That could create a precarious situation for Congress if the economy faces an economic downturn in the near term, Hatzius wrote, hampering legislators’ ability provide additional fiscal stimulus. “Lawmakers might hesitate to approve fiscal stimulus in the next downturn in light of the already substantial budget deficit,” the economist said. “While we would expect some additional loosening of fiscal policy during the next downturn, there is a good chance in our view that it would be less aggressive than it was in the last few recessions.”

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“Is the Federal Reserve playing politics?”

The US is Shackled by Historic Debt (GT)

Do you feel as if you’re drowning in debt? It’s worse than you think. The U.S. government reached a new milestone when our country’s debt topped $21 trillion for the first time. The national debt grows by an average of $17,000 every second – more than some people earn in an entire year. That’s only an average, and During the past eight months, the national debt grew by $52,000 per second. And the trend toward bigger and higher spending is only getting worse. The ratio of national debt to GDP is at 105%, larger than the economy as a whole. In 1981, the national debt comprised a mere 31% of GDP. We are not moving in the right direction. The Treasury Department has plans to borrow $1 trillion this year, an 84% jump from last year.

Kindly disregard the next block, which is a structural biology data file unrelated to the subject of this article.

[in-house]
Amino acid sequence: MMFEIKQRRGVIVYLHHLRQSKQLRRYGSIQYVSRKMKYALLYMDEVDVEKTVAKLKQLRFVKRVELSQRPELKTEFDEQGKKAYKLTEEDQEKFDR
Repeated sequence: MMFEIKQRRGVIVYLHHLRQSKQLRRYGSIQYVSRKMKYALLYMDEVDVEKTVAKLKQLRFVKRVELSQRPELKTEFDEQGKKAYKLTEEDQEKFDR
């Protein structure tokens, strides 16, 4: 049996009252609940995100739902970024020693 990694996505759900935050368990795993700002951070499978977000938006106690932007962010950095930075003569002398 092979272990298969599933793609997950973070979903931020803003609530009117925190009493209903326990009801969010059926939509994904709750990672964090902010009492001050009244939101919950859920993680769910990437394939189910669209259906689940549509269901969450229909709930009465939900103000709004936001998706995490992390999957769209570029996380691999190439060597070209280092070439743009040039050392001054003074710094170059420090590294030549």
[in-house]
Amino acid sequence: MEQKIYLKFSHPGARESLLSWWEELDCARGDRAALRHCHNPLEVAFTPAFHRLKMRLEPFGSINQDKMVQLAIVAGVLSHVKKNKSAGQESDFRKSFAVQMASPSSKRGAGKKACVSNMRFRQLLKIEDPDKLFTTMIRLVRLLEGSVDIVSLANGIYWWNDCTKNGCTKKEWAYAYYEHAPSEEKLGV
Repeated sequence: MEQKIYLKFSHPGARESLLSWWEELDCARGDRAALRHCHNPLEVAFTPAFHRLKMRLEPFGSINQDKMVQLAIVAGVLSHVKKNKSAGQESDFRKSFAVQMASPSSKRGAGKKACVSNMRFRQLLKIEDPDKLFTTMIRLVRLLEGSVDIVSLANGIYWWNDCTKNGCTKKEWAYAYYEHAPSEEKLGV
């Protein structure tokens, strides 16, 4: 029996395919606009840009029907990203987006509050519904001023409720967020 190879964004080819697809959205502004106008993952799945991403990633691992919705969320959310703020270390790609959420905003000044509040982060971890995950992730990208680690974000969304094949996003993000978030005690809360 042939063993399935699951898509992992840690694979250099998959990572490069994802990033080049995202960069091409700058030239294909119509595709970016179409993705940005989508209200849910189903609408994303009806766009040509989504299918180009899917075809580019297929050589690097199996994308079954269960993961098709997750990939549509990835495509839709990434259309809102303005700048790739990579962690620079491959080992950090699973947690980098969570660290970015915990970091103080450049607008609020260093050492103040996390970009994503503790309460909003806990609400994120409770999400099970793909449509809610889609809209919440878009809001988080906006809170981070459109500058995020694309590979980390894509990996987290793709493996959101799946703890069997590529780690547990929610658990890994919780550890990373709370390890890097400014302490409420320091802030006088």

When individuals borrow, they can use the money wisely to increase their wealth. That’s what happens when people make good investments. What does the government do with all this money? While some of it may be put to good use, the National Science Foundation’s spending $856,000 on having mountain lions run on treadmills can’t be termed prudent spending. Nor can the $2 billion spent on former President Obama’s healthcare website. In 2017, Brooklyn, NY spent $2 million on a 400 square feet restroom in a public park. Flushing money down the toilet?

Why is the government raising interest rates at a time consumer prices and wages are rising only marginally? During Obama’s administration, prices rose 14.6%, and the Federal Reserve kept interest rates low. Inflation is up by a mere 2.2% since Trump took office, and interests rates keep rising. Is the Federal Reserve playing politics? While the rate of inflation was somewhat higher during the Obama years, the Federal Reserve didn’t get aggressive in handling the problem until Trump came to office. If it’s politics, what game is being played?